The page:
55. 55.  Emission CT- is similar in principle to x- ray transmission CT .instead of section morphology ,it reflects physiological processes that concentrate the radionuclide in one or more organs or body compartments.
  56. 56. CBCT CTLess radiation dose MoreMore time LessImages are of lower HighercontrastSlice thickness 0.1 1-2 mmmmLess expensive More
  57. 57. SIGNIFICANCE OF CT INMAXILLOFACIAL REGION Trauma Neoplasms Inflammatory processes TMJ disorders
  58. 58. Odontogenic infections Cellulitis- soft tissue swelling obliterating fat planes. Abscess- irregular zone of low density with a peripheral rim of contrast enhancement. Acute osteomyelitis- zone of increased contrast enhancement. Chronic osteomyelitis- destructive pattern with peripheral rim of contrast enhancement.
  59. 59. Carl W Hardin and RIC Harnsberger (1985)made use of CT in evaluation of infections andtumours involving the masticator spaces andfound that CT is helpful in differentiatinginflammation from frank abscesses.Alan A Schwimmer et al (1988) emphasized therole of CT in the diagnosis and management oftemporal and infratemporal space abscesses.
  60. 60. Sialadenitis CT is non-invasive, painless and less time-consuming. Non-contrast CT for detecting calculi. Contrast CT for abscess/cellulitis Salivary calculi seen as high density, non- contrast enhancing mass along the course of the duct.
  61. 61. Nick Bryan et al performed CT in 27 patientswith salivary gland neoplasm and concluded thatwhen CT is combined with the clinicalinformation and laboratory findings, the overallspecificity in identifying the tumour becomes90%.
  62. 62. ODONTOGENIC CYSTS Appear as localized, expansile degenerative area having a fluid density throughout the lesion. Do not show contrast enhancement in contrast aided imaging (except Aneurysmal Bone Cyst).
  63. 63. John W Frame and Michael JC Wake evaluatedmandibular keratocysts with CT and establishedthat CT provides better methods of accuratelydisplaying the margins of the keratocysts, the areasof bony perforation and any extension into softtissues.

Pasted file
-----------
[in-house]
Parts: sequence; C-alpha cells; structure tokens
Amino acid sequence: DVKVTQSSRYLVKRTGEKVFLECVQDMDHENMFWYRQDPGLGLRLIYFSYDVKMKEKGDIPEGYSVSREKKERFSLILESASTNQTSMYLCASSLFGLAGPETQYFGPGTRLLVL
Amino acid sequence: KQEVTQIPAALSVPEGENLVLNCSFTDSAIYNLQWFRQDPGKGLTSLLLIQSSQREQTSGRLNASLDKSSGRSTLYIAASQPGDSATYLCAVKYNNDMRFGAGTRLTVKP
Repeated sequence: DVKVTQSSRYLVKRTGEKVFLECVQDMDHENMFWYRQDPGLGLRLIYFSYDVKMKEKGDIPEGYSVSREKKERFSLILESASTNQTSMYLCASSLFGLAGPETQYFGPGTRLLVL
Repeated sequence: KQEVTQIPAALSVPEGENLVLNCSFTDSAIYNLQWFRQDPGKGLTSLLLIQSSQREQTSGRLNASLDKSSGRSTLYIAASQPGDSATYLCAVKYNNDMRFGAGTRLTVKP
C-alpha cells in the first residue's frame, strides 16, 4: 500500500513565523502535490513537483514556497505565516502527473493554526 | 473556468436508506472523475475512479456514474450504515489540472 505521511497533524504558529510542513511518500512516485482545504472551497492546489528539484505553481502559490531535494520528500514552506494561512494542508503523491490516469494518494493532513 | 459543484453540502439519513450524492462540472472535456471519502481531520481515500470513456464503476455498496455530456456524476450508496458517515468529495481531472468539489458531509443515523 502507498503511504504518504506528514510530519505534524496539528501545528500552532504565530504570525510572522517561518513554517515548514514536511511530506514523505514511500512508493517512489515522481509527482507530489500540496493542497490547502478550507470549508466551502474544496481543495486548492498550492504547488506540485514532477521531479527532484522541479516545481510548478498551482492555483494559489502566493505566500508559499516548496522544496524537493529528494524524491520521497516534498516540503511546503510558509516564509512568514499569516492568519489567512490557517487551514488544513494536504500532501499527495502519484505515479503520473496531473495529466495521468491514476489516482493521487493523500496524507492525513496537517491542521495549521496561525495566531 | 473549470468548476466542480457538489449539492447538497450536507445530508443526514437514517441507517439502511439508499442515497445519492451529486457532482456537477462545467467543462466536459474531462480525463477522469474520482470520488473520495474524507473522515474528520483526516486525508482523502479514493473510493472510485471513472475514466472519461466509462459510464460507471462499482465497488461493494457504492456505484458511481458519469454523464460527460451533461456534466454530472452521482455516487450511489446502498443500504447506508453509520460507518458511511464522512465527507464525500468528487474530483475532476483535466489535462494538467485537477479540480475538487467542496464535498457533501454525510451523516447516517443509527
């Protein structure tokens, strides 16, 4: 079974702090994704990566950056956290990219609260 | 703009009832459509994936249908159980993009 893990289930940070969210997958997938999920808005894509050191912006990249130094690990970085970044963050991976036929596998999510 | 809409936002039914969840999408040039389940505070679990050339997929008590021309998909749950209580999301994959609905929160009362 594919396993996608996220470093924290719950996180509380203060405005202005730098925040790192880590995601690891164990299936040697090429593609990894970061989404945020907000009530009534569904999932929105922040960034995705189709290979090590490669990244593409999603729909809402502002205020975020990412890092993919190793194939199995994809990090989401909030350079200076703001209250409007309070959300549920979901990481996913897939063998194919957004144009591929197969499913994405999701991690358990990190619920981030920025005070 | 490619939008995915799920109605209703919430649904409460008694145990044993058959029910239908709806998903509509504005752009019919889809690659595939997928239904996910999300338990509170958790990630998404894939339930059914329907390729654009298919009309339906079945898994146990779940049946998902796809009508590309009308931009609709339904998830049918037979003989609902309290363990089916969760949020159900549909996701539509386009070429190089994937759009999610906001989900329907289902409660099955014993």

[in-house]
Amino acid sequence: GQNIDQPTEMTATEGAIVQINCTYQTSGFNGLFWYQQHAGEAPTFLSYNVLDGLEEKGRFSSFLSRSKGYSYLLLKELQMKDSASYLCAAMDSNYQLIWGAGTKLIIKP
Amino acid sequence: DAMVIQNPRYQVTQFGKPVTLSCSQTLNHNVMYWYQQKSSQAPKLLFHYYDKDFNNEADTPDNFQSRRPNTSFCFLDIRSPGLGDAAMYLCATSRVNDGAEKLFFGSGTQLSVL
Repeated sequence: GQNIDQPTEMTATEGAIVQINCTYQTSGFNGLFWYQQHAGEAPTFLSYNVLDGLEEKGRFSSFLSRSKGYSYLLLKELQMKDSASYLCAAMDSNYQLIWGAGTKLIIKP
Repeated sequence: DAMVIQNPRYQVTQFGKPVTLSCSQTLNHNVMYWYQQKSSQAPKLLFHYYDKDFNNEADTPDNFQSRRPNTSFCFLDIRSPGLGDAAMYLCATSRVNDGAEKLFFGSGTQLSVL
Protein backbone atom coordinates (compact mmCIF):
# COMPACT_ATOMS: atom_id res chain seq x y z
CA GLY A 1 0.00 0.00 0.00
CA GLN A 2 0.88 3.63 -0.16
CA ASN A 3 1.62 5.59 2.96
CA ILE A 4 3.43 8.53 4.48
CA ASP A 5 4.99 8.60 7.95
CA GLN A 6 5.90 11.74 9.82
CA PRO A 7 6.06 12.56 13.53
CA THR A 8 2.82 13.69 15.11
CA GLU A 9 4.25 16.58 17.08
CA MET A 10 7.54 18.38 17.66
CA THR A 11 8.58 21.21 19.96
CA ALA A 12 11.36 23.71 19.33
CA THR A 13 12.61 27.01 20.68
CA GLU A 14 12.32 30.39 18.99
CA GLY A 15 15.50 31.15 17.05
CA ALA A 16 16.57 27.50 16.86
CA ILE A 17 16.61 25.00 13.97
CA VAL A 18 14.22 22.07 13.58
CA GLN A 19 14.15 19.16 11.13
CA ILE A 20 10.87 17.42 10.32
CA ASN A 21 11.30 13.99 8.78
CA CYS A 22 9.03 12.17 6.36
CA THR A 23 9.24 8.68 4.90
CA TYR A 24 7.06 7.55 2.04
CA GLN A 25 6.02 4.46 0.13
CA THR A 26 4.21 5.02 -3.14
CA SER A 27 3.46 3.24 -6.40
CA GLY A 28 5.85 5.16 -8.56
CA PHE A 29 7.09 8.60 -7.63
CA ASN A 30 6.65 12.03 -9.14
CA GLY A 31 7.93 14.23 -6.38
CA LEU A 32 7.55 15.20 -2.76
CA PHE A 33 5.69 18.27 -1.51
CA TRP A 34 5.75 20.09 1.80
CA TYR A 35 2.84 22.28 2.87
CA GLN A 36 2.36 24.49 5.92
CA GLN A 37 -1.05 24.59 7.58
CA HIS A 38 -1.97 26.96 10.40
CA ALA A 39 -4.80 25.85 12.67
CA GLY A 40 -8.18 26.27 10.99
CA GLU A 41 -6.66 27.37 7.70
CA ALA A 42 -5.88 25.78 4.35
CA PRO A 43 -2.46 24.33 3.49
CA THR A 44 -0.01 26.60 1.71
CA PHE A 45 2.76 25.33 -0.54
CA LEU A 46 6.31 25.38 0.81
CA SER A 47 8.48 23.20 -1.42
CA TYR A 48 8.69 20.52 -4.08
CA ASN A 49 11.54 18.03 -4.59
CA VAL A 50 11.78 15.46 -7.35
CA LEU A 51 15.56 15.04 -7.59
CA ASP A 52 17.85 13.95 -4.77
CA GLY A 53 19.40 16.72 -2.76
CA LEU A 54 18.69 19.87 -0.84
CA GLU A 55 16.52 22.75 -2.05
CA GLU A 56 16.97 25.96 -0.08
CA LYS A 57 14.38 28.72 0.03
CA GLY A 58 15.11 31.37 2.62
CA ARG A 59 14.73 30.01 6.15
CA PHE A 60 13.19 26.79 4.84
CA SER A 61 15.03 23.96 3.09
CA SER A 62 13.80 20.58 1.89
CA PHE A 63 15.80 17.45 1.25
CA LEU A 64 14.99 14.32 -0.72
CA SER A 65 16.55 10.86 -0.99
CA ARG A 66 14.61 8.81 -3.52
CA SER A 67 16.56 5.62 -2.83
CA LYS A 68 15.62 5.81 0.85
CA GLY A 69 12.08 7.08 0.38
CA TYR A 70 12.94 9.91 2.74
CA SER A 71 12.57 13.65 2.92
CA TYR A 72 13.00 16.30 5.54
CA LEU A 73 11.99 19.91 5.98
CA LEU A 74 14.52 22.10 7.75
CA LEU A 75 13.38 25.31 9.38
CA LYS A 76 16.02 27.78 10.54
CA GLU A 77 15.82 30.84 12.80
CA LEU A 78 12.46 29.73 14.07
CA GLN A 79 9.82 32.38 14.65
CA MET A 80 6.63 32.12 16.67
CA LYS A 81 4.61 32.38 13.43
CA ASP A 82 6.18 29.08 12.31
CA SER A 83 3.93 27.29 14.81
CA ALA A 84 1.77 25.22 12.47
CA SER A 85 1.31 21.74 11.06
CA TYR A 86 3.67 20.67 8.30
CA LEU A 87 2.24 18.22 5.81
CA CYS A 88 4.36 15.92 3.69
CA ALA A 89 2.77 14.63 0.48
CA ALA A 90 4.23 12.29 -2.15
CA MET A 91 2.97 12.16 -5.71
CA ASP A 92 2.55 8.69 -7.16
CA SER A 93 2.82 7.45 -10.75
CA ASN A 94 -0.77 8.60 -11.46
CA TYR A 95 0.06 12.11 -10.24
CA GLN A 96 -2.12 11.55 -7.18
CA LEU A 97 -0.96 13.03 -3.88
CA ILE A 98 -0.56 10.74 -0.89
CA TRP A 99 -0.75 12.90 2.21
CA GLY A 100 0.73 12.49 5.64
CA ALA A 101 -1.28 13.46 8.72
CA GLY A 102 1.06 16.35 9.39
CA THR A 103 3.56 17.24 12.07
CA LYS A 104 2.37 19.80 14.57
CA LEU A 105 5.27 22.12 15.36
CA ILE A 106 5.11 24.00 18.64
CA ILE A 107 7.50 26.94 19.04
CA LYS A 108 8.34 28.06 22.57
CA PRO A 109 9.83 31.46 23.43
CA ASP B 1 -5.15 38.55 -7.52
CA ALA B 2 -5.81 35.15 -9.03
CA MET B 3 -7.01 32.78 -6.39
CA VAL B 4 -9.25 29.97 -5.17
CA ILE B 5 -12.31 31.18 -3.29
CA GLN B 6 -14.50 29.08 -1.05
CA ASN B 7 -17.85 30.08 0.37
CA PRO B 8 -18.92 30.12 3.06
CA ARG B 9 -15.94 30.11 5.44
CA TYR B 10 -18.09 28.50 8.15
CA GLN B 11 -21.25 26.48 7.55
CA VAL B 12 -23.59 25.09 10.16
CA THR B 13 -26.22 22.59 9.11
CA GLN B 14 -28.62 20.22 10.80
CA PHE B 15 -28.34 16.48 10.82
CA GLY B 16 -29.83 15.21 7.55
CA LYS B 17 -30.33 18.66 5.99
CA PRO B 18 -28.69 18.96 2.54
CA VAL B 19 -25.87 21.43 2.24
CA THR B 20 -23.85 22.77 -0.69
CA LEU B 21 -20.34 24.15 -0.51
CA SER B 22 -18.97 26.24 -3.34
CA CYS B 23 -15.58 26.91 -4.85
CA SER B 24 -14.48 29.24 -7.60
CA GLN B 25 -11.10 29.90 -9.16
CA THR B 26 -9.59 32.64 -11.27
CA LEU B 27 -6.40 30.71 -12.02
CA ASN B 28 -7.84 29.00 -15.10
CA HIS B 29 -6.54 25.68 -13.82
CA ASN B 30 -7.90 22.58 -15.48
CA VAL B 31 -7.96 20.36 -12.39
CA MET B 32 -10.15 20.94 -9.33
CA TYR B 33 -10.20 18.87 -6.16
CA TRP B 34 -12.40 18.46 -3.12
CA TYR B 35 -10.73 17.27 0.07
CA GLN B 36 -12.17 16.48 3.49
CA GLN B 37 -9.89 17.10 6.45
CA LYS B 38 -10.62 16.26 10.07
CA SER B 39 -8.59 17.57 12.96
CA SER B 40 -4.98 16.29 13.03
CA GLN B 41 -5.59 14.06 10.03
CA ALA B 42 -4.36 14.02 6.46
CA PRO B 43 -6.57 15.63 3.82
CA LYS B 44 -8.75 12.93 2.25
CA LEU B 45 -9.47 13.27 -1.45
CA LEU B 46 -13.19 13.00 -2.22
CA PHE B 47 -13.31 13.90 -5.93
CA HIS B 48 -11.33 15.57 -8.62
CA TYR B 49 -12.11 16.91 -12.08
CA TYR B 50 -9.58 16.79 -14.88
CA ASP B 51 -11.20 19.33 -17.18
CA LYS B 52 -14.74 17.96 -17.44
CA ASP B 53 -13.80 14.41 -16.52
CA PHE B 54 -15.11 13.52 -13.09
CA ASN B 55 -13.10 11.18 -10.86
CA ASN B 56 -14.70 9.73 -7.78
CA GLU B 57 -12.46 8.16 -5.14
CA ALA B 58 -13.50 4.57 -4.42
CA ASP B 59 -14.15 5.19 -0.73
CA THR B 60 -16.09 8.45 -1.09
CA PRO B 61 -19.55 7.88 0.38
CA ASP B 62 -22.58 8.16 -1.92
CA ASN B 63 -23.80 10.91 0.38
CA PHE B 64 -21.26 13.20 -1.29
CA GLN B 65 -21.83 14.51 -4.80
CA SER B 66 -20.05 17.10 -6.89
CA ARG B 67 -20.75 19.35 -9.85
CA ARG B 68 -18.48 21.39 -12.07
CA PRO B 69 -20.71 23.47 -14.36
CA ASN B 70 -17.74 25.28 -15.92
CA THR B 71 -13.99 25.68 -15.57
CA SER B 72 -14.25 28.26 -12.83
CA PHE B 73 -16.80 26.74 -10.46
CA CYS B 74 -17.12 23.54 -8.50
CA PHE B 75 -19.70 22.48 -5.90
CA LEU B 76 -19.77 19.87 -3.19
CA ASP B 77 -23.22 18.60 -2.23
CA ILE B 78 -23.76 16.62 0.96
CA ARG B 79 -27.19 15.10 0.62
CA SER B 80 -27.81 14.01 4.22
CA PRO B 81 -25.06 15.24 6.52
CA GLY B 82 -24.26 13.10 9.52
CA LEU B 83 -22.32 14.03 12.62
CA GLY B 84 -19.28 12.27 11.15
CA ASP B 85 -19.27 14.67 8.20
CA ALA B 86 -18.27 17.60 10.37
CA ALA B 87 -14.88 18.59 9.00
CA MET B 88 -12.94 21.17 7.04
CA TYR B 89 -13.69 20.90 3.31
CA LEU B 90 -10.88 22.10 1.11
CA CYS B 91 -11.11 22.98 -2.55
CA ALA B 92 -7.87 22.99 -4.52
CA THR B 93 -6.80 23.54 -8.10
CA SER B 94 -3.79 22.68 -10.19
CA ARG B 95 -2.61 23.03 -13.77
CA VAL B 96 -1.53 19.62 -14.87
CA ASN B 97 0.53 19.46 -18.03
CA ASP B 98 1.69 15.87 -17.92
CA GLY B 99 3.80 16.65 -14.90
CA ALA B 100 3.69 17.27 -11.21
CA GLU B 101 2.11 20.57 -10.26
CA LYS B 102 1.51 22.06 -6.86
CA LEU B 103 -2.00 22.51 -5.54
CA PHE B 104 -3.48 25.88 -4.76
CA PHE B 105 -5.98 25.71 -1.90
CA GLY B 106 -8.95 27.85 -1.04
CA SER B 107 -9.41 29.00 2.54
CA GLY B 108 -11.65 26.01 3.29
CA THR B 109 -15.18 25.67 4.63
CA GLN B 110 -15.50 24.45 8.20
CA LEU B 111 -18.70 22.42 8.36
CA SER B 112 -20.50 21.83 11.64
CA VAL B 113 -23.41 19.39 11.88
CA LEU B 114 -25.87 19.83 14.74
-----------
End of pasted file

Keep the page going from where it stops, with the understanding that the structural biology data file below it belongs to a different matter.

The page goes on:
64. 64. ODONTOGENIC TUMOURS Appear as an expansile lesion having a soft tissue density which show moderate enhancement in contrast aided imaging (except cemental tumours). Foci of cystic degeneration are commonly seen. Show breach in cortical plates. Foci of calcifications are noticed in maturing odontogenic tumours.
  65. 65.  Ameloblastomas- bicortical expansion, thinning and breach of bony walls, extension of tumour into adjacent soft tissue spaces. Focal cystic degenerations commonly seen in multilocular lesions. Plexiform ameloblastomas have high contrast enhancement due to high vascularity. Cystic ameloblastomas show a predominant fluid density. Malignant ameloblastomas have a grossly destructive pattern. Focal hyperdense areas suggesting calcifications maybe noticeable in Pindborg tumour.
  66. 66. Osborn et al (1982) made a study, on imaging ofseveral mandibular tumours and established theirosseous and soft tissue extensions. CT was foundvaluable in excluding the involvement of mandibleby primary osseous and soft tissue lesions ofadjacent areas.
  67. 67. MALIGNANCIES Seen as predominantly destructive lesions interspersed with focal high contrast enhancement areas. Invasive lesions show no/minimal expansion. Demarcation from surrounding soft tissue is difficult without contrast aided imaging. Reparative lesions like central giant cell granulomas also manifest as destructive, contrast enhancing lesions showing minimal or no expansile pattern.
  68. 68. Close LG et al (1986) found a critical factor in thepretreatment evaluation of patients with carcinoma of theoral cavity or oropharynx, the presence or absence of bonyinvasion. CT was more specific than conventional X-rayfilms in detecting bone invasion.Mark A Cohen and Yancu Hertzanu (1988) in their study onCGCG using CT, conventional tomogram and conventionalradiographs, proved CT to be superior in clearlydemonstrating the soft tissue mass of lesion, its extensioninto adjacent structures and bony destruction.
  69. 69. Fibro-osseous lesions CT pattern depends on the maturative stage of lesion. Cemental lesions are distinguished based on the continuity of the lesions with the roots of the tooth and the periodontal ligament space, separating the lesion from the bony alveolus.